The secret to weight training is if it doesn’t hurt, it’s not growing. Your body knows it needs to grow some muscle tissue when the existing tissue is pushed to its limits. Lifting heavy weights can easily lead to injury though. The great thing about body weight workouts is you can achieve similar results as with weights, but the chances of injury are almost non-existent.
What I loved about South America is that you can find these outdoor gyms (consisting of a horizontal metal bar for the most part) all over the place. On the rare occasion I couldn’t find one within walking distance, I’d go to playgrounds and entertain the kids and their parents.
The point is, you don’t need a gym to get your cardio and weight exercise done.
3. Exercise can be functional and fun.
Studies on longevity clearly show that people who don’t have access to modern household conveniences and lead a generally active lifestyle, tend to live longer. If you have to wash your clothes by hand, fetch water from the well and pick fruits and vegetables from the garden, you can’t help but get some exercise every day without trying.
While you might end up washing your underwear while on the road, that’s not the best way to get your exercise done. How do you do it then?
When you explore a new place, do it running or riding a bike. You’ll see more than you would on a bus or walking and will have more fun.
In Quito, I hiked up the Pichincha at 4000 meters of elevation and saw parts of the city that I would never have seen otherwise. In Guayaquil, I just went running and discovered the riverside, the most pleasant place in the whole city. In Medellin, I ran up a hill at night through some woods and found myself in some military facility and was escorted outside by the guards. In Valparaiso, Chile, I ran to Villa del Mar and back alongside the coast. It was just beautiful. In Rio, I ran on Copacabana and Ipanema beaches as well as up to the Jesus statue, 700m elevation in 2 km. In New York, I cycled around the city for a whole day.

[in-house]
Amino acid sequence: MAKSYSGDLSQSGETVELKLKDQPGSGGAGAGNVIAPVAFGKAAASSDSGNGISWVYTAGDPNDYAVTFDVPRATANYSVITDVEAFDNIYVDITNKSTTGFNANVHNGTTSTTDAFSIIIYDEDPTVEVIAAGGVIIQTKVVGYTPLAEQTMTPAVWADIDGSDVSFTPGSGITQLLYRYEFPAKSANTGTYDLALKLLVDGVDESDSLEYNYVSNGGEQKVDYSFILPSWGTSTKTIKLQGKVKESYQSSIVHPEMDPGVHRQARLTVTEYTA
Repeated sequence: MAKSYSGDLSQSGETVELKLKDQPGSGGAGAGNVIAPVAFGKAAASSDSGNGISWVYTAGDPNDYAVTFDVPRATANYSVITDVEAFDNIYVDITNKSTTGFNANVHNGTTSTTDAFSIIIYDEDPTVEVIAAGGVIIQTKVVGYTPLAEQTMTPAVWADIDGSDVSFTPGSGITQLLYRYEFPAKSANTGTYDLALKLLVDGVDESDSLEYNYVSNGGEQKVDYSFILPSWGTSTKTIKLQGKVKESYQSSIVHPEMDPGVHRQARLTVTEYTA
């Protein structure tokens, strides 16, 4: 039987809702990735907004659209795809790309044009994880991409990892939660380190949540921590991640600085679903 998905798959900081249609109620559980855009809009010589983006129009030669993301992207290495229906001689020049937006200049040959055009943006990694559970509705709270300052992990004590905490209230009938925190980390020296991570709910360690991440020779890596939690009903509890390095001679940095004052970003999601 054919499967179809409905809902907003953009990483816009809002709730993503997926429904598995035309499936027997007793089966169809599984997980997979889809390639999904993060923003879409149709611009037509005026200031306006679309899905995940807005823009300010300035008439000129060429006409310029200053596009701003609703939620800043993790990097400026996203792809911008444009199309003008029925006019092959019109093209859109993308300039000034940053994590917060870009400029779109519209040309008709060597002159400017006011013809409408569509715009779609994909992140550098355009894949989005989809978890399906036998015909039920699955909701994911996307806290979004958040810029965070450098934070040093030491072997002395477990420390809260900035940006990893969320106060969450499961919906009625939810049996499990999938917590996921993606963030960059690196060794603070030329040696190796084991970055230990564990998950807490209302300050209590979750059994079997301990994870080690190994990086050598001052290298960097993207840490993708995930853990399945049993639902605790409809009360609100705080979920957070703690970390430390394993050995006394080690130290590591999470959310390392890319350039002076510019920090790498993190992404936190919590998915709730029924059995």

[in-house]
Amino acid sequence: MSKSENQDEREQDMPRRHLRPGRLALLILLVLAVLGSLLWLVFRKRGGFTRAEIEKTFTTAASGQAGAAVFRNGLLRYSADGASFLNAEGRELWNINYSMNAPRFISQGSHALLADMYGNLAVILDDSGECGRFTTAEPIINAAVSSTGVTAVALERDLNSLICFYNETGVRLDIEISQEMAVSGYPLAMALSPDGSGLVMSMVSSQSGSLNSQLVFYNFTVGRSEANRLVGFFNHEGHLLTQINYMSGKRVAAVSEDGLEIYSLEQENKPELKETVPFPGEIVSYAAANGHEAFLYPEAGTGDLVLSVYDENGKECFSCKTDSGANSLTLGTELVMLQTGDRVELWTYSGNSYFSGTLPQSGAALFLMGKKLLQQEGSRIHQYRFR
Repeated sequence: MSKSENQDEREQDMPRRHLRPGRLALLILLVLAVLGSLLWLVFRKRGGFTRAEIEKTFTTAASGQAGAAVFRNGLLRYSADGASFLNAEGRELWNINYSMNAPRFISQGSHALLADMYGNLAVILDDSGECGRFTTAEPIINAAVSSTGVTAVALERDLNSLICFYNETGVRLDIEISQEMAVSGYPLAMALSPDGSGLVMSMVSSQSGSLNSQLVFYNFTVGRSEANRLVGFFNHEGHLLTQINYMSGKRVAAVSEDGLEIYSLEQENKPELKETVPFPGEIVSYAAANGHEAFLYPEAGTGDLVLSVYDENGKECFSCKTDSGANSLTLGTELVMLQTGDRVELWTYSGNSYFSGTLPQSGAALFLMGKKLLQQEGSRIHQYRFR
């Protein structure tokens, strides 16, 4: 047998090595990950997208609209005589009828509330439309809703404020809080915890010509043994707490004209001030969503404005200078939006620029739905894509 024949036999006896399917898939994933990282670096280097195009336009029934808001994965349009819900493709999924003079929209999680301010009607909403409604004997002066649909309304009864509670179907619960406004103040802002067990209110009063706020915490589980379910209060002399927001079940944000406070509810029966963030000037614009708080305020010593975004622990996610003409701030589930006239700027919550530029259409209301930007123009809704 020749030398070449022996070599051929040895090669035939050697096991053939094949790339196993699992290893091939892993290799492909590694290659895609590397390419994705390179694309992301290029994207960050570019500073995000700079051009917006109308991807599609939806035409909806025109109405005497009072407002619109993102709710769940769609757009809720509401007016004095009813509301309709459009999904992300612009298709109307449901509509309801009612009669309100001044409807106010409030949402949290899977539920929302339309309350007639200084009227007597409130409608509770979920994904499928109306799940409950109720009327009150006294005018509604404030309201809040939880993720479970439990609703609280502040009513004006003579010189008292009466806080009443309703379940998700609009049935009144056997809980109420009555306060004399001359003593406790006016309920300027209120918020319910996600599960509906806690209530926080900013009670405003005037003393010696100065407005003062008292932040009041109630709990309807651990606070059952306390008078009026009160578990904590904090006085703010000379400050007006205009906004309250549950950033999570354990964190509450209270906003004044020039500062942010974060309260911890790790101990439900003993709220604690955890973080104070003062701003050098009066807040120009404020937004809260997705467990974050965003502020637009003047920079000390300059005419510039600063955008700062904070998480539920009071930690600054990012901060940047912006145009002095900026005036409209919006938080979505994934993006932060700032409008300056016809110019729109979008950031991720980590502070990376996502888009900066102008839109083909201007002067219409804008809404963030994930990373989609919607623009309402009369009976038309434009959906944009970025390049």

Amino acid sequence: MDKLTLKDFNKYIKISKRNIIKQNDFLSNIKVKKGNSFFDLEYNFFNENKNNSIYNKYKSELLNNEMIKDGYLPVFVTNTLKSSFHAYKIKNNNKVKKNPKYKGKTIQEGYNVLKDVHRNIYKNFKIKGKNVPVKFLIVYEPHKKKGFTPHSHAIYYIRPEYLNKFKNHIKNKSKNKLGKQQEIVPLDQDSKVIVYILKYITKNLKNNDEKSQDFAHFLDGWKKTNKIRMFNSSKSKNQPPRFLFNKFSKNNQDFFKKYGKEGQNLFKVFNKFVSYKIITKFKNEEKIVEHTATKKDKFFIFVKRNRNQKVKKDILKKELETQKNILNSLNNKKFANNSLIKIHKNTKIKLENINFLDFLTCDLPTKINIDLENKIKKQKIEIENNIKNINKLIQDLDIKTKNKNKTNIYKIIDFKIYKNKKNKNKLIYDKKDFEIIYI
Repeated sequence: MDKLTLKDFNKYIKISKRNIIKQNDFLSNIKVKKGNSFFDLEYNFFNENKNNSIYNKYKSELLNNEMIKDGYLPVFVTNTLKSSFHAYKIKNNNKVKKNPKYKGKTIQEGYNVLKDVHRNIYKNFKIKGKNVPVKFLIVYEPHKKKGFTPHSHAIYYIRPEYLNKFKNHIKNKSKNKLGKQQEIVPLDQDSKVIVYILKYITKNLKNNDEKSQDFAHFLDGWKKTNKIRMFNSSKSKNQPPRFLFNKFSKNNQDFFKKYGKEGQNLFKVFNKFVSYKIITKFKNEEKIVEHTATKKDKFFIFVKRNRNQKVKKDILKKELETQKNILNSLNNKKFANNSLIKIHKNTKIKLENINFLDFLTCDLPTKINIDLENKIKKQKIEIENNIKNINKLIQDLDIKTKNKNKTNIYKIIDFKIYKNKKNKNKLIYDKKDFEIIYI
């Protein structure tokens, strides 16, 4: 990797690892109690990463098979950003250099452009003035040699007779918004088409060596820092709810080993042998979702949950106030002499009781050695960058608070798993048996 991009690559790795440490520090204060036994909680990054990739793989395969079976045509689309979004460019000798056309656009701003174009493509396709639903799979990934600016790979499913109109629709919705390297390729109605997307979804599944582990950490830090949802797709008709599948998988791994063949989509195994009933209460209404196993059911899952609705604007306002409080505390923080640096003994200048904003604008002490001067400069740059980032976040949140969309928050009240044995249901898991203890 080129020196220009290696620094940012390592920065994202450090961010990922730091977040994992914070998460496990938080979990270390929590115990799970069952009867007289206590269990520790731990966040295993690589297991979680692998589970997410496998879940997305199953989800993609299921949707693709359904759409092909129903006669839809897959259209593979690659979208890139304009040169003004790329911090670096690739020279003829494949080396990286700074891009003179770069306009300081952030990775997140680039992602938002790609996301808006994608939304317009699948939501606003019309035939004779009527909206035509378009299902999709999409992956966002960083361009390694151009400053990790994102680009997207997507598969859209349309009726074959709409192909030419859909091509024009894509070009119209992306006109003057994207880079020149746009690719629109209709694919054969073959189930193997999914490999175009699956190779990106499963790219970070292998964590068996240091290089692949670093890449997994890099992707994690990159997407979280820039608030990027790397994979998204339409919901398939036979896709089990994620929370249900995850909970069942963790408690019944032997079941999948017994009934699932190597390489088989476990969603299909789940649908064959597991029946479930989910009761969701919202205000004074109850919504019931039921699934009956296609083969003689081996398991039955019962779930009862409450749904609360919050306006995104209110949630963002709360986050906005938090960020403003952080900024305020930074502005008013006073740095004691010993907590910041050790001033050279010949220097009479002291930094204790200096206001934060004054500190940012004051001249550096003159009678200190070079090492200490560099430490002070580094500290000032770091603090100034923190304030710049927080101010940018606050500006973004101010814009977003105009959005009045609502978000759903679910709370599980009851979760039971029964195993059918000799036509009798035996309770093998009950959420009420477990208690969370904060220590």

I wasn’t doing any of that with the specific aim to keep fit and get my daily dose of exercise. I just did what travellers do, explore new places. The little twist I added enabled a pleasant side effect of staying fit and having heaps of fun.
4. The less processed the better.
A distinction needs to be made here.
- The time you spend actually travelling on trains, buses, flights etc.
- The time you spend staying at a given location.
Number one is really difficult. Especially if you travel in less developed countries.
Fresh food is expensive to store, processed isn’t. When you’re on the road and are restricted to the food you can pick up as you go, your options are very limited. Even if you can buy fresh vegetables, you probably won’t have the capacity to deal with it. So you’ll inevitably end up eating some junk. The good news is that you’ll only spend a small proportion of your time actually travelling.
Instead of trying to eat healthy while actually travelling, I’ve focused on eating well while staying put, which is much easier.
If you travel slow enough, spending at least a few days or up to 2 weeks at one place, the damage you do in the travelling periods will be easily offset by the healthy periods. This is one of the corner stones of Tim Ferris’ Slow Carb Diet that he introduces in the 4 Hour Body (If you read the book, please be sure to not follow his advice on cutting certain fruits, vegetables, especially starchy ones and legumes out of your diet. Decrease animal products instead.). His idea is that you need to be realistic about your ability to stick with a strict diet. The question is not if, but when you will break the rules. So it’s better to plan for that ahead of time. Stick with the diet 6 days a week and eat whatever the hell you want on the 7th day.